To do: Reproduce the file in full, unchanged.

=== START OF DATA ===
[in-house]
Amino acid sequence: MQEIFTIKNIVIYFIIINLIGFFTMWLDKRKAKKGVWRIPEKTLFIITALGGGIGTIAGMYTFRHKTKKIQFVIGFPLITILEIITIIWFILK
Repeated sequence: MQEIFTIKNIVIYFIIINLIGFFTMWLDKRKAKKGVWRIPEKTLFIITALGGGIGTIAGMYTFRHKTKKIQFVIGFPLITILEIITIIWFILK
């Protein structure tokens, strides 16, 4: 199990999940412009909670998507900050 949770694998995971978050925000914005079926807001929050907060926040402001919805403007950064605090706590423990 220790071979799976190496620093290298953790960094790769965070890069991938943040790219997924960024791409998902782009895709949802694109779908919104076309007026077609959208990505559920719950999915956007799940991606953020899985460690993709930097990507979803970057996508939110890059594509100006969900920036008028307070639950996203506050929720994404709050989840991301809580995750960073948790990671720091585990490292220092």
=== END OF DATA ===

[in-house]
Amino acid sequence: MQEIFTIKNIVIYFIIINLIGFFTMWLDKRKAKKGVWRIPEKTLFIITALGGGIGTIAGMYTFRHKTKKIQFVIGFPLITILEIITIIWFILK
Repeated sequence: MQEIFTIKNIVIYFIIINLIGFFTMWLDKRKAKKGVWRIPEKTLFIITALGGGIGTIAGMYTFRHKTKKIQFVIGFPLITILEIITIIWFILK
């Protein structure tokens, strides 16, 4: 199990999940412009909670998507900050 949770694998995971978050925000914005079926807001929050907060926040402001919805403007950064605090706590423990 220790071979799976190496620093290298953790960094790769965070890069991938943040790219997924960024791409998902782009895709949802694109779908919104076309007026077609959208990505559920719950999915956007799940991606953020899985460690993709930097990507979803970057996508939110890059594509100006969900920036008028307070639950996203506050929720994404709050989840991301809580995750960073948790990671720091585990490292220092």